The house I lived in at the time had three bedrooms, and the second bedroom had frequently been used as a kind of 'cat triage' for new arrivals. It was a straight-forward 3x3 metres, with a wall cupboard that cats can also access.
We moved Gracie, her food and water bowls, toys, scratching post and litter tray, to the new location sure it would help.
If anything, it made the situation worse.
In the living room she had been able to hide underneath the sofa. In the bedroom there was nothing to hide underneath (I bought her one of those 'crinkle tunnels' that my shy cat Betty used to hide out in, but Gracie ignored it).
It was my intention to leave her well alone for most of the day, popping in every couple of hours or so to sit and read, and talk quietly, so Gracie could become accustomed to my voice. I'm not sure whether this helped at all.
The first time I popped my head around the door for a 'sitting quietly session' I panicked. I couldn't find Gracie anywhere in the room. There seemed to be nowhere she could get out (the room was on the first floor and the windows and door were secure).
I searched the 3x3 metre space for some time before I finally found her. Gracie had gone behind the single 'day bed' and squashed herself down as flat as possible in an effort to remain concealed. When I finally spotted her I was very relieved. However, it was plain to see that she was terrified. Any attempt to approach or communicate with her was met with this...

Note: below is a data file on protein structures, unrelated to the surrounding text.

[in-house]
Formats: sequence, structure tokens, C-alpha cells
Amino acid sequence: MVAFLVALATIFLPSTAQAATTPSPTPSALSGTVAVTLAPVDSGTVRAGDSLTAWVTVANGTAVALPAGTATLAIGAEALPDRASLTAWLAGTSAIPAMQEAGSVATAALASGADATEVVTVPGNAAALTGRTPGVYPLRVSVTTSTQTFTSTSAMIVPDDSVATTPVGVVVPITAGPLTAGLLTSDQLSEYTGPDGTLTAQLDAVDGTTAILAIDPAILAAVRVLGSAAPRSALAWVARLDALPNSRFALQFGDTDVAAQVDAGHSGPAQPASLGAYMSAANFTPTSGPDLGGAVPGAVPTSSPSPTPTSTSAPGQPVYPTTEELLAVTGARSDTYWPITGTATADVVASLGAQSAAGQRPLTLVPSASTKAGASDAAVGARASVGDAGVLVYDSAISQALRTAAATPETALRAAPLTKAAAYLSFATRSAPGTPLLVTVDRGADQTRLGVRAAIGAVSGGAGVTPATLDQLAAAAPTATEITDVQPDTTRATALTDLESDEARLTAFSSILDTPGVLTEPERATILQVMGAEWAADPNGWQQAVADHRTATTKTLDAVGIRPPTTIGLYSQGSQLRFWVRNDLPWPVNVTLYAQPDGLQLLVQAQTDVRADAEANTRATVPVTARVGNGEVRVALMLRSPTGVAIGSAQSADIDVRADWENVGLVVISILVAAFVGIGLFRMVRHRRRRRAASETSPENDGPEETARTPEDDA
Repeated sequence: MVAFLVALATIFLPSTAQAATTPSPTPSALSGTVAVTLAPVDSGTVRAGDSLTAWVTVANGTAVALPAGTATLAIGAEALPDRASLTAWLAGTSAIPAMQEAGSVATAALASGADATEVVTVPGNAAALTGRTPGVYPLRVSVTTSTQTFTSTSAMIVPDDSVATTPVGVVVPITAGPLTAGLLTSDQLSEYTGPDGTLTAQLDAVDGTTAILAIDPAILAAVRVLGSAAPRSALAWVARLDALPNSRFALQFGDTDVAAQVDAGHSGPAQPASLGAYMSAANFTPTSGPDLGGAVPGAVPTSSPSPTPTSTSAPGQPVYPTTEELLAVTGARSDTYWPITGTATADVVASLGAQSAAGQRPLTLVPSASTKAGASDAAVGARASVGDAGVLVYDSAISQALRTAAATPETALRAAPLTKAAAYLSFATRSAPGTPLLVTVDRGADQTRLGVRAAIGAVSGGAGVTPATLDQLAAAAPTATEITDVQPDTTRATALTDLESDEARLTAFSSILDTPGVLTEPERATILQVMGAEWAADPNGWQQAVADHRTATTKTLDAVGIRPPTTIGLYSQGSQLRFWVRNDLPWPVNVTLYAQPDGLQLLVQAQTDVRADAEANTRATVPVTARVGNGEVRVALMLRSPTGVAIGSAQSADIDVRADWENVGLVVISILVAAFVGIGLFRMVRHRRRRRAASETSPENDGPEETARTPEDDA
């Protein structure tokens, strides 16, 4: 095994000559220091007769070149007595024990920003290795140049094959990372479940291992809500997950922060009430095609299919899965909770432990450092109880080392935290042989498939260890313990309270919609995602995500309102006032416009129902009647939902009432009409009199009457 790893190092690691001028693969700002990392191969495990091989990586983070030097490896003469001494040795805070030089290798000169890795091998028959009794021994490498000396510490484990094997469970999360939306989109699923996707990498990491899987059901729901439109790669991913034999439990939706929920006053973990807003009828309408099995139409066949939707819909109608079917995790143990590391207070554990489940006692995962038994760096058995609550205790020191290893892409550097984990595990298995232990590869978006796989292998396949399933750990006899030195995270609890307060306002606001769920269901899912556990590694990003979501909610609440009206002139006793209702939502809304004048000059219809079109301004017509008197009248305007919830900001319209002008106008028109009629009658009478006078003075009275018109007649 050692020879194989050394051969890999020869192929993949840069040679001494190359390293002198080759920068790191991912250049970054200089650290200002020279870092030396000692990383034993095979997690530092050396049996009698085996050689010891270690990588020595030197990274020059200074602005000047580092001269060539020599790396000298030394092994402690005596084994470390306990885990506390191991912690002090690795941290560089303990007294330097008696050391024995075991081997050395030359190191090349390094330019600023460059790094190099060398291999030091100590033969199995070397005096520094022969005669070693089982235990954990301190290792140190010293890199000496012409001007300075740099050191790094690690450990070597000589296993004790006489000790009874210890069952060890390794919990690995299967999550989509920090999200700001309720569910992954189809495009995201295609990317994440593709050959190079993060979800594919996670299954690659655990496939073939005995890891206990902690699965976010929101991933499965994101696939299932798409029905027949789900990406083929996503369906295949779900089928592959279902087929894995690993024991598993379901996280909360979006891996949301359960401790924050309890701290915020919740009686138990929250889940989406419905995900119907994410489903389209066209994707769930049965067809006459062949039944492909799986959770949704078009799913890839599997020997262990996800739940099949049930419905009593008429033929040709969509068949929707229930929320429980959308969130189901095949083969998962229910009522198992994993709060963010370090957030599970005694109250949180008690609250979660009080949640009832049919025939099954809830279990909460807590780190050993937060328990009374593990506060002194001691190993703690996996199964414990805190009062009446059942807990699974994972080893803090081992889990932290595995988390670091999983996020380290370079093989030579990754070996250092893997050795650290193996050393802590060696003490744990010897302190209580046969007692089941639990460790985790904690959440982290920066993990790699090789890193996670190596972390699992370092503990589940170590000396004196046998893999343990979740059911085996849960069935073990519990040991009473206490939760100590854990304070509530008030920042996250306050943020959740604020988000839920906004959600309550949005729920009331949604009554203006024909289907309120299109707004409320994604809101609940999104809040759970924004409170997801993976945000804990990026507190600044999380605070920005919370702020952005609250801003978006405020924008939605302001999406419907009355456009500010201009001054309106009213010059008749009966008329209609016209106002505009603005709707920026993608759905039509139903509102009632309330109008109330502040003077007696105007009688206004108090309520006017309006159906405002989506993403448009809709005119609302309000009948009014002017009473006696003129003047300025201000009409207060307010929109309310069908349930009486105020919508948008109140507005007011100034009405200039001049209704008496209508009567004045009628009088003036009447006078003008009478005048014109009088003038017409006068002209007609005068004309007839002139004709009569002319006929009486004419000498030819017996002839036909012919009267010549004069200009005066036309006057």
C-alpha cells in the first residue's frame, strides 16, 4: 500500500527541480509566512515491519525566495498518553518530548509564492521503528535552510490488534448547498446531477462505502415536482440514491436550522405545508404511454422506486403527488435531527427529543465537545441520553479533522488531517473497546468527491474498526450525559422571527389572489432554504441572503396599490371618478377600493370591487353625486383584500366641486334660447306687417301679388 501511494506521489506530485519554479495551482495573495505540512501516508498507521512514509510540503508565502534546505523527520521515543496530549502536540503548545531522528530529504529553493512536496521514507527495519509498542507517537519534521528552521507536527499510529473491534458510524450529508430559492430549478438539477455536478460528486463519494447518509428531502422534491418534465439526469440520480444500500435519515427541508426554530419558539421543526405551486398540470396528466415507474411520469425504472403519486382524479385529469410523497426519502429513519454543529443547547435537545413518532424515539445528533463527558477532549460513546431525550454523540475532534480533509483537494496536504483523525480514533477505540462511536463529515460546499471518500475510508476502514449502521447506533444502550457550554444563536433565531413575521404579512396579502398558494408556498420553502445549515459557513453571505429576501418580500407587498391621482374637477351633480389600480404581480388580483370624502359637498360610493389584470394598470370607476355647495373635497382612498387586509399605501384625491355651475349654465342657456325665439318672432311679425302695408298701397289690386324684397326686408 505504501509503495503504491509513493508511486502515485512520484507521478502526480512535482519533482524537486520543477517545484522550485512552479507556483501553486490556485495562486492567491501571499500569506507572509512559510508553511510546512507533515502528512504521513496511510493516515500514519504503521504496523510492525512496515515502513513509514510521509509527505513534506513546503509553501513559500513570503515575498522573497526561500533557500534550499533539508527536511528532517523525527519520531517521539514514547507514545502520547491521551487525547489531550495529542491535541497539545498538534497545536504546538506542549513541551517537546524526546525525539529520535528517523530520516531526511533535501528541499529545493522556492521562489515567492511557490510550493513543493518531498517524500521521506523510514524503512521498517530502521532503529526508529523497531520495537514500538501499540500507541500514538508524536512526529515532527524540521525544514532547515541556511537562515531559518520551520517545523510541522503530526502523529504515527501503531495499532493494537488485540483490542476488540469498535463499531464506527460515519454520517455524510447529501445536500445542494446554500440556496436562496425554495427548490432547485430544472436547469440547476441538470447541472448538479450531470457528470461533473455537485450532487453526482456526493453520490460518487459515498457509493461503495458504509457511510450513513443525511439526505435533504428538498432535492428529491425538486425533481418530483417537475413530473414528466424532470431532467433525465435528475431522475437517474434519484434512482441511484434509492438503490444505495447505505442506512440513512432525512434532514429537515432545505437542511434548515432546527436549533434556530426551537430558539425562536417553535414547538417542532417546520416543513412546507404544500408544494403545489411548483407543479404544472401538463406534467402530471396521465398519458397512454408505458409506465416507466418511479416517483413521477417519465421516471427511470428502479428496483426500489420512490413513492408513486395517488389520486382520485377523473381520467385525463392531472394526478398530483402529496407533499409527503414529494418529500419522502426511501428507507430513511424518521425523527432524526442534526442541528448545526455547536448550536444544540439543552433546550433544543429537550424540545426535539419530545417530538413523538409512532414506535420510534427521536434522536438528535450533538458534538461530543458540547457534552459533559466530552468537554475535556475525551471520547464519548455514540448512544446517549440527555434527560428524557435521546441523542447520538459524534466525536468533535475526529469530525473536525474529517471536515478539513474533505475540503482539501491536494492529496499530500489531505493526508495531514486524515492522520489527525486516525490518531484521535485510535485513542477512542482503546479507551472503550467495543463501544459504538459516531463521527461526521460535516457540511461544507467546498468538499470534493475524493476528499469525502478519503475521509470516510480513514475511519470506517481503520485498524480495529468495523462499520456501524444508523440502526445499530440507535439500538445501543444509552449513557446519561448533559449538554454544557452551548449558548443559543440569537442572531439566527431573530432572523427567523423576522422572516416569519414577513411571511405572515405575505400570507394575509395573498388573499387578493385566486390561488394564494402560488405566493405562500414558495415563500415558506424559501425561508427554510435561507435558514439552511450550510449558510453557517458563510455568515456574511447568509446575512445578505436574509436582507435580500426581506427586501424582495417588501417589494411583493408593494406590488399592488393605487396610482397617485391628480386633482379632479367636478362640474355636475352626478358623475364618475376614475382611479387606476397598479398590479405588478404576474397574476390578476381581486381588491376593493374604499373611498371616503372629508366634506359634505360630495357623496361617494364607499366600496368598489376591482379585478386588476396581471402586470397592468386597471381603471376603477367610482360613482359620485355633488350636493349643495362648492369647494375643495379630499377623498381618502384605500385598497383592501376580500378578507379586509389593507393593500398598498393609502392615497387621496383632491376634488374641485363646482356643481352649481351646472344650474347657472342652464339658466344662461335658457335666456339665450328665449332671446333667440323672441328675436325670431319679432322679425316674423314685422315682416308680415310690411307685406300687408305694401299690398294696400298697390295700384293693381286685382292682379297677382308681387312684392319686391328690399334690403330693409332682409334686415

Loud, isn't it? That is the sound of a cat saying 'If you come near me I will attack'. It's a defensive sound, a combination of a hiss and a spit.
While I wasn't attempting to touch Gracie, I was committing one of the cardinal sins against cats.
LESSON THREE: Don't stand over a nervous cat
Cats like to have something above them, but that something shouldn't be your face. Because of where she was (lodged between the radiator and the back of the day bed) I was unable to approach her except from above. At least when she was under the sofa I'd seemed less menacing to her.
So now we had reached an impasse.
I tried to show Gracie that I was there to help her by offering her some tasty food (she must have been so hungry). However, her desire to stay where she was was far more powerful than her desire to eat.
Notice Dreamies and catnip on the window sill. She showed no interest in either.
Gracie was still coming out to eat in the dead of night, but she wasn't socialising. There is an argument that as long as she was eating and drinking she was okay, but a domesticated cat absolutely must be comfortable with human interaction. I would need to administer her flea treatments and take her to the vet for vaccinations and check ups in the future without so much drama. Moreover, Gracie deserved to be happy and to have a quality of life that enabled her to do cat things. This wasn't living, it was existing.
We still had some way to go.
Please support Wood Green, The Animals Charity by sponsoring my Fire Walk (16th April 2016). Even if you can only spare £1. Wood Green will make your money go a long way towards helping the unwanted animals in their care.